Deer Island Light is perhaps the strangest looking of Boston’s four major light houses, but it one of the most useful. Located several hundred yards south of Deer Island, this structure sits near the busiest entrance to the Boston Harbor. It marks not only the Harbor’s entrance route, but also helps vessels steer clear of the treacherous rocks off Deer Island’s coastline:
The lighthouse was based on a a British design that would occupy minimal space, withstand high wind, and be inexpensive. The current light replaced a spark plug type light that was in use until 1982. You can read more about the old Deer Island Light in a very informative link found here.
A chart of Deer Island. Note the location of the light at the lower center of the chart:
Source: NOAA nautical chart. See disclaimer at NOAA.gov
Between the light and Deer island lies a very shallow shoal. This shallowness compounds the effect of the narrow harbor’s entrance, giving a large amount of water a very tight space to flow through. The result is very rapid and powerful currents. Some of the best fishing in the harbor can be found here as fish sit below the wall of the shoal, opportunistically waiting for what the current might drag over.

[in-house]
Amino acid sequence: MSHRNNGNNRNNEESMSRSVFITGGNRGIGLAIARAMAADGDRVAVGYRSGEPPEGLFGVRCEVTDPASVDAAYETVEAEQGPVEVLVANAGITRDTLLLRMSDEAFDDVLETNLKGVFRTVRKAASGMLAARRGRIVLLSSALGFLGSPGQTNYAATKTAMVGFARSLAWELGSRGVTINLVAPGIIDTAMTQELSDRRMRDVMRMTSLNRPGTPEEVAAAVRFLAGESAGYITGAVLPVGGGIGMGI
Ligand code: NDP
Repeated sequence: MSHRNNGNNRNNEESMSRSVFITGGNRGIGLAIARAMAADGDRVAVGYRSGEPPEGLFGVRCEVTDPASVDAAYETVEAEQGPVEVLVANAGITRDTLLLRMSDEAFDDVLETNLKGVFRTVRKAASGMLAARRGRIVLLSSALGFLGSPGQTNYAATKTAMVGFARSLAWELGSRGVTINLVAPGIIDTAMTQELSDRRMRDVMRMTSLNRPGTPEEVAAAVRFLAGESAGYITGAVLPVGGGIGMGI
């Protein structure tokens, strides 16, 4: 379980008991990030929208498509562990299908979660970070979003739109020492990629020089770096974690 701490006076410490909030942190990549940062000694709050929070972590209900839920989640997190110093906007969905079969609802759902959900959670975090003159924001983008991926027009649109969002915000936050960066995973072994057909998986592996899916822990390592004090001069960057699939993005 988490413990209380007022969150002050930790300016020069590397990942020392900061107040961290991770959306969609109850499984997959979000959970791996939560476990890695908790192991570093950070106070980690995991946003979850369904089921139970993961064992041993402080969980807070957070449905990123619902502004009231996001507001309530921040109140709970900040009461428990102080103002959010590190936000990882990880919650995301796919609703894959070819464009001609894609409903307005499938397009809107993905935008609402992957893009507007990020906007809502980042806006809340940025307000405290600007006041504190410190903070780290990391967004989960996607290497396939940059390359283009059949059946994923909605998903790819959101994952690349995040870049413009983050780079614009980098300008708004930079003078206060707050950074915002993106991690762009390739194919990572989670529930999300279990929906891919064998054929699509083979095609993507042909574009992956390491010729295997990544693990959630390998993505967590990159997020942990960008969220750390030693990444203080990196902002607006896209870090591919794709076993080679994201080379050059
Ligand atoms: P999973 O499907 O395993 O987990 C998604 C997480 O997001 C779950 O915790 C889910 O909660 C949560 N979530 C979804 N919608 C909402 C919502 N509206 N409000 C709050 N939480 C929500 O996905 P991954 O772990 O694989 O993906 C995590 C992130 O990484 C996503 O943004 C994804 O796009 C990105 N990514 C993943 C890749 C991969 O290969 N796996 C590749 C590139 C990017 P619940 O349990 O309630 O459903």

Like the nearby Great Fawn and Little Faun rock outcrops, the area around Deer Island is particularly dangerous to boaters. One evening several years ago, I witnessed a few inexperienced fishermen in a small boat ran too close to the area between the island and the lighthouse. Abruptly, the boat came to a stop and the engine cut out: The rocks had sheered the the lower unit and propeller right off the engine. Having witnessed the incident, and knowing that being stranded near a busy shipping channel as nightfall approached is not an enviable position, I arranged for their rescue.
Deer Island Light in the evening, as seen from across the channel near Long Island. Not only is the light visible, but the low tide exposure of the rocky channel is as well:
A fishing boat works near Deer Island light. The area is known for particularly good fishing given its very strong currents:
Nearby Deer Island is actually not and Island at all; but it used to be. Once separated from the mainland of Winthrop by Shirley Gut, the area is now connected by a narrow spit which contains a road and is protected by a seawall. (One can get a particularly good view of this area when landing at Logan Airport if approaching from the East). For boaters, Deer Island is a destination best visited in the off season, due to the very fact that you don’t need your boat to access it. I made such a visit to Deer Island last winter, which you can read about here.